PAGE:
Introduction: DIY T-shirt Design: Lace Up Sides - No Sew

Picture of DIY T-shirt Design: Lace Up Sides - No Sew

Got a T-shirt that's way too big and might as well be a night shirt? Cut it up into a form fitting tunic, mini dress, or long top with lace up sides. New sewing required, just scissors and pins/safety pins.

I added a weave on the back (aka T-shirt laddering) and a twist weave on the front. Wear a complementary color underneath to complete the outfit. For this baby blue colored shirt, I'd wear it with a pink tank top/camisole under it.

I made this at TechShop San Jose. They have an adjustable mannequin dress form that makes it easy to work on the shirt and see how it looks and fits.

Step 1: Items You Need

Picture of Items You Need

1. T-shirt that's too big for you. Mine here is a size large and baby blue in color. Material is 50% cotton, 50% polyester. I got it from the heat press class at TechShop. I like the color but a large is too big for me.

2. Scissors. Sharp shears are best for cutting fabric.

3. Pins and safety pins. Use to mark where to cut and to allow you to try on the work in progress to check the fit.

4. Tape measure (optional). Use it to take your body measurements for adjusting the mannequin and for measuring cuts.

6. Adjustable mannequin dress form (optional). Makes it easy to work on your shirt and check how it looks. Otherwise it's hard to pin the shirt while you're wearing it.

Step 2: Pin and Cut

Picture of Pin and Cut

Cut off the bottom hemmed part of the T-shirt. Discard.

Making the lace up strings:
Cut off two strips from the bottom of the T-shirt. Stretch the strips with your hands, like a rubber band. They will roll up into shoelace-size string. Cut the stretched strips to make strings. This is what we'll use to lace up the sides of the shirt. Put aside.

Initial pinning and cutting:
- Put the shirt on the mannequin. Adjust the mannequin to the appropriate body dimensions for bust, waist and hip.

- Pin the shirt close to the mannequin body. The pins will form a line we use to cut off the excess shirt.

- Put the shirt on the table. Cut along the pins. It's better to be conservative and cut off too little rather than too much. You can go back and cut more off later but you can't "undo" when you've cut too much.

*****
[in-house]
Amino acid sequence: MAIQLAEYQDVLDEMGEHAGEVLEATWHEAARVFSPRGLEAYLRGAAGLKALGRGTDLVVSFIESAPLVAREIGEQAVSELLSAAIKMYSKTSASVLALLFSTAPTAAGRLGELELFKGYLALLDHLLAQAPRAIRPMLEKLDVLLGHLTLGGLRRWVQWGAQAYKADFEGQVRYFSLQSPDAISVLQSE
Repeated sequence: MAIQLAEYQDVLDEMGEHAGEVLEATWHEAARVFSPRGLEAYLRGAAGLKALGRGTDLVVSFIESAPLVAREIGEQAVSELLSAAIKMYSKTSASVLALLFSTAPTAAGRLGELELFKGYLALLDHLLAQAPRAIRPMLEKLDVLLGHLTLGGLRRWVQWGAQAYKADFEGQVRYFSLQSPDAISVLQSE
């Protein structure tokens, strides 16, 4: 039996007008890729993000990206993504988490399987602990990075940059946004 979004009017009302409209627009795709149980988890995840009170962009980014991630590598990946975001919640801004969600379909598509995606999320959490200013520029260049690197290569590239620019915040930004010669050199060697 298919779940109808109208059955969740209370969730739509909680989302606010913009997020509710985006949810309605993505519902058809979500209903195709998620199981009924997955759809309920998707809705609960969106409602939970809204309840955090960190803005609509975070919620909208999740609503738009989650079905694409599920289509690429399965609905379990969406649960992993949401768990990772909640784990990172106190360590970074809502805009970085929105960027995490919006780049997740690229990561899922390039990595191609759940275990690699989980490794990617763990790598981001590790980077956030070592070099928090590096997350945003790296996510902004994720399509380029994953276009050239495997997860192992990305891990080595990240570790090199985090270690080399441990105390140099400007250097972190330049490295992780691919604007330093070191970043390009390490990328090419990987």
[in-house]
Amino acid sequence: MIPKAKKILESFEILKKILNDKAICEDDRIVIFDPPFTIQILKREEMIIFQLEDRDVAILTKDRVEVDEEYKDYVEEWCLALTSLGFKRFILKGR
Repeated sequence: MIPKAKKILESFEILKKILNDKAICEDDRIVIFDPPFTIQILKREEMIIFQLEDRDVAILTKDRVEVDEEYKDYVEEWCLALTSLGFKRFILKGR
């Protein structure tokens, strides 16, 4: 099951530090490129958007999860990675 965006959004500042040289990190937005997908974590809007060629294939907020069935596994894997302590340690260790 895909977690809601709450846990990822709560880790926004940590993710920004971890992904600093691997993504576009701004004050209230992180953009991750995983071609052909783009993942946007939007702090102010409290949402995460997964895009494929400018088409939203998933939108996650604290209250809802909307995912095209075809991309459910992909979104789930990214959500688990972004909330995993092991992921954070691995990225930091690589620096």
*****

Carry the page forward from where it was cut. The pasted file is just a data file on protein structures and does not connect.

Keep checking the fit and cutting off excess fabric until you have a gap that runs down the shirt on each side. The gap should be about 1-1.5 inches wide (see photo). We want the gap to be even all the way down. Repeat the following couple of steps until you get to that stage:

- Checking the fit: Put the shirt on the mannequin. If you don't have a mannequin then check the fit on yourself. Use the safety pins to secure the sides of the t-shirt. A mannequin really helps out here because it can be hard putting safety pins on yourself!

- If there is excess fabric, then put the shirt on the table and cut off the excess. I switch to pins to mark the line of where to cut.

If you end up cutting off too much and the shirt is too tight/small, there are ways you can still save it! The lace sides can be adjusted/loosened. Also, you can cut horizontal slits in the back or front to loosen the shirt up.

Make the holes for lacing:
Lay the shirt on the table when the fitting is done. Cut little slits along the edge of the sides, on front and back of the shirt (see photo). They should be about 1.5 inches apart. If you want the lacing to be more compact, then less distance between the holes. The holes should be about 1/4 inch away from the edge of the fabric. Make sure the hole on the back side is lined up with the hole on the front side. Remove the safety pins as you cut the holes.

Now you're ready to lace up the shirt.

Step 3: Lace the Sides

Picture of Lace the Sides

Take one of the "strings" you created from earlier and thread it through the top holes on the side of the shirt. Then lace the side from top to bottom just like you would lace a shoe. Take the second string and lace the other side of the shirt. Double knot the ends at the bottom. See the annotation on the photos for more detailed help.